During my recent three-day trip to Houston, I had the incredible opportunity to immerse myself in some of the city’s most groundbreaking and influential spaces dedicated to energy innovation and sustainability. The experience was nothing short of transformative, and I’m eager to share some of the highlights and personal takeaways from this journey. Continue reading.

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A View From HETI

IBM and Boxes recently partnered to integrate the IBM watsonx Assistant into Boxes devices, providing a way for consumer packaged brands to find out more than ever about what its customers like and want. Photo courtesy of Boxes

With the help of a new conversational artificial intelligence platform, a Houston startup is ready to let brands get up close and personal with consumers while minimizing waste.

IBM and Boxes recently partnered to integrate the IBM watsonx Assistant into Boxes devices, providing a way for consumer packaged brands to find out more than ever about what its customers like and want.

The Boxes device, about the size of a 40-inch television screen, dispenses products to consumers in a modern and sustainable spin on the old-fashioned large vending machine.

CEO Fernando Machin Gojdycz learned that business from his entrepreneur father, Carlos Daniel Machin, while growing up in Uruguay.

“That’s where my passion comes from — him,” Gojdycz says of his father. In 2016, Gojdycz founded Boxes in Uruguay with some engineer friends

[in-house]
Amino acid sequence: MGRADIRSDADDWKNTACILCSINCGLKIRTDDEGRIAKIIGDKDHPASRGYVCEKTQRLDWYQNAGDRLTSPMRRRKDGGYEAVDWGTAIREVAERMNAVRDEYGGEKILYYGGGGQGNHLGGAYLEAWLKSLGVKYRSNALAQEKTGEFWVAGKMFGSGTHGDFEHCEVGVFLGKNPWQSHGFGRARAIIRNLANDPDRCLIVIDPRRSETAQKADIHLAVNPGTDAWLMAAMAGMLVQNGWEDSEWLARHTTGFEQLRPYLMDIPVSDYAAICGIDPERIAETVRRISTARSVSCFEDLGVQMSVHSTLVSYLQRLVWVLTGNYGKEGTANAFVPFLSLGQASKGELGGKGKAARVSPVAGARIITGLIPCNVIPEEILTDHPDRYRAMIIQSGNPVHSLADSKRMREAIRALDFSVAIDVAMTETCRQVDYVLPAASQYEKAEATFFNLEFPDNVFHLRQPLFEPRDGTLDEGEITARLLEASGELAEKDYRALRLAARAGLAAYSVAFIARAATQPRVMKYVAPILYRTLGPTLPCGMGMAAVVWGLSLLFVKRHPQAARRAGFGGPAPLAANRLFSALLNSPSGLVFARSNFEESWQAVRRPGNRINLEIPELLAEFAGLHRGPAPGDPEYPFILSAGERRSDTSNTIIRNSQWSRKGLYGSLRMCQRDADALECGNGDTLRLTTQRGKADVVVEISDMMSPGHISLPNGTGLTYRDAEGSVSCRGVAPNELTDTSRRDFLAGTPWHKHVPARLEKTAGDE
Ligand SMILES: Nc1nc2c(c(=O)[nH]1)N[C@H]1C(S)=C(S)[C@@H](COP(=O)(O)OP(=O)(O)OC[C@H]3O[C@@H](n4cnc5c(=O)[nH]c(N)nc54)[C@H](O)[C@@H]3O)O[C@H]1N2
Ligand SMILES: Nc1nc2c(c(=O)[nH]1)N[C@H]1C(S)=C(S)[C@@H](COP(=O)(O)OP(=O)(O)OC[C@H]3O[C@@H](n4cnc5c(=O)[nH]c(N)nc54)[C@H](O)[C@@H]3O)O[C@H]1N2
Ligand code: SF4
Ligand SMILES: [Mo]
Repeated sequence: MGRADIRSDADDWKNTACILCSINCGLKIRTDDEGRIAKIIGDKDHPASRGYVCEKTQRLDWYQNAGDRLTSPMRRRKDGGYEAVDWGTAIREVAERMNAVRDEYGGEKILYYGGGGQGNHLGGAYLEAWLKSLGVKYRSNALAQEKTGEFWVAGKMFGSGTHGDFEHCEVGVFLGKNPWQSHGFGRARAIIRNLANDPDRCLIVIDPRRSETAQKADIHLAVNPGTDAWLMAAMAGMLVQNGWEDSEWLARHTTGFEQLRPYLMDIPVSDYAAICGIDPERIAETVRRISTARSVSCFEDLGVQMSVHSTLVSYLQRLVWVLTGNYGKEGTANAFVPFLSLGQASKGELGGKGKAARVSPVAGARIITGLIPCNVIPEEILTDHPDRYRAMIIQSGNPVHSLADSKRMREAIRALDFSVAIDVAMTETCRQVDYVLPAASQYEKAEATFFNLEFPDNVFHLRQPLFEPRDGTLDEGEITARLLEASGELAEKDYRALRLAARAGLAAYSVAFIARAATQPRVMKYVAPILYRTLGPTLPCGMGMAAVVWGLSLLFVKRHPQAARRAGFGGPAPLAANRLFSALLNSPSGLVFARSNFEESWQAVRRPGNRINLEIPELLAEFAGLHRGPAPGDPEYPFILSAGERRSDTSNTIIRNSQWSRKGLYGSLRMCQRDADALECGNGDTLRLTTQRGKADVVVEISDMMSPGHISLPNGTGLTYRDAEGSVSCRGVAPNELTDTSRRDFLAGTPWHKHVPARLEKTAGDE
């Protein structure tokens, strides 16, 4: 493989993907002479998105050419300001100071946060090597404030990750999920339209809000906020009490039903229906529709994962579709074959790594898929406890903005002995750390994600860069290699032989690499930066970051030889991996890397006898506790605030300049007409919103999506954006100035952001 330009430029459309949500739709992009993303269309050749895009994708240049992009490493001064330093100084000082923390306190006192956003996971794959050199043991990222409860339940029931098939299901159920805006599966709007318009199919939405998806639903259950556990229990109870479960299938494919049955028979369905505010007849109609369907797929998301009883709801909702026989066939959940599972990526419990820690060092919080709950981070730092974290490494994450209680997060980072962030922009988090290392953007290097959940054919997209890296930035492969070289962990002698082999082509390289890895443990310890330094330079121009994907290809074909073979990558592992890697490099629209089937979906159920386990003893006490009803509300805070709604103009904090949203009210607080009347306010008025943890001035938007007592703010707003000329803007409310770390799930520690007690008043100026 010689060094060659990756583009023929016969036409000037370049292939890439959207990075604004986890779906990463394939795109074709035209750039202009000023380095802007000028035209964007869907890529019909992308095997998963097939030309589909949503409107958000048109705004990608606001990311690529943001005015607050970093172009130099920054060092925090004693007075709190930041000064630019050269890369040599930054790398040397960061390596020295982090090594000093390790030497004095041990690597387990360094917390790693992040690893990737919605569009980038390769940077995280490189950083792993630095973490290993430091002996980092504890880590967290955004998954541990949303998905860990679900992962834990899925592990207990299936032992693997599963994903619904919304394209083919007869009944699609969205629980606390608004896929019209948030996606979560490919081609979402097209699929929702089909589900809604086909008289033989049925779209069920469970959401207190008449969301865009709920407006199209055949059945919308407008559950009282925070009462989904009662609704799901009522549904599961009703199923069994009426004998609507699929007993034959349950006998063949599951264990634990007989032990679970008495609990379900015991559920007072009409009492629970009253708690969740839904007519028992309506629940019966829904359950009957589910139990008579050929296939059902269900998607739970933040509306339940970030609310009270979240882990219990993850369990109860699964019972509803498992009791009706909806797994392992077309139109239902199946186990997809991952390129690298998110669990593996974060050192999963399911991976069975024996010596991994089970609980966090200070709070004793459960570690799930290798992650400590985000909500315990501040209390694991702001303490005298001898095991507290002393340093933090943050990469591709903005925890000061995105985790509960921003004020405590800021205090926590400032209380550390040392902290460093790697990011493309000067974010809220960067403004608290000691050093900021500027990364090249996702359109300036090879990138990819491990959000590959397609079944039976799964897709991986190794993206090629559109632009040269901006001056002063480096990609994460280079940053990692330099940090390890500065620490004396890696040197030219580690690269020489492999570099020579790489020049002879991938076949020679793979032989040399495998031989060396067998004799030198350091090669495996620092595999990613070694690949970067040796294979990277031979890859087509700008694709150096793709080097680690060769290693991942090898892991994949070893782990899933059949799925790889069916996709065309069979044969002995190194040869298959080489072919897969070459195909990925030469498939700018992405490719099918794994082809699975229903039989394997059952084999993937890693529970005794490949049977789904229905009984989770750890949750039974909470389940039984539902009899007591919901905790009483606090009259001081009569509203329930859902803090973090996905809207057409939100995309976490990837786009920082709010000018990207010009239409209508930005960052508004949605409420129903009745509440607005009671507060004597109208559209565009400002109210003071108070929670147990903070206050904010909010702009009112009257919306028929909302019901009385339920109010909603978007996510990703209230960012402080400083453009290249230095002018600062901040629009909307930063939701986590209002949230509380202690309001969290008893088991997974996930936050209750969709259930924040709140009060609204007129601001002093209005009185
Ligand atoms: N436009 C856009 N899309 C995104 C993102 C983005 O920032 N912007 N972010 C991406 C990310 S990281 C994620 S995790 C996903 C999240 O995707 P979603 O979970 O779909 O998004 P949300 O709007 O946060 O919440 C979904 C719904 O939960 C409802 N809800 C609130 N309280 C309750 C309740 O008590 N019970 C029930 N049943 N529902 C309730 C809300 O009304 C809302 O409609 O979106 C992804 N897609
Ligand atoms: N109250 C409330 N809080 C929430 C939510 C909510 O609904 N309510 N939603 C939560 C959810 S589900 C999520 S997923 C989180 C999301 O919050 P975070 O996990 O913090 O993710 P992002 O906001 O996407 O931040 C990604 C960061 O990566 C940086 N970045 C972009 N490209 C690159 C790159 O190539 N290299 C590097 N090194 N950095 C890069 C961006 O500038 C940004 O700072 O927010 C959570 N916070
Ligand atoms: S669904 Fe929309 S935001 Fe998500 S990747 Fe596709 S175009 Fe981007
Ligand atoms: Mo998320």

Funded by a $2,000 grant from the University of Uruguay, the company's mission was “to democratize and economize affordable and sustainable shopping,” in part by eliminating wasteful single-use plastic packaging.

“I worked for one year from my bedroom,” he tells InnovationMap.

Fernando Machin Gojdycz founded Boxes in Uruguay before relocating the company to Greentown Houston. Photo courtesy of Boxes

The device, attached to a wall, offers free samples, or purchased products, in areas of high foot traffic, with a touch-screen interface. Powered by watsonx Assistant, the device asks survey questions of the customer, who can answer or not, on their mobile devices, via a QR code.

In return for completing a survey, customers can get a digital coupon, potentially generating future sales. The software and AI tech tracks sales and consumer preferences, giving valuable real-time market insight.

“This is very powerful,” he says.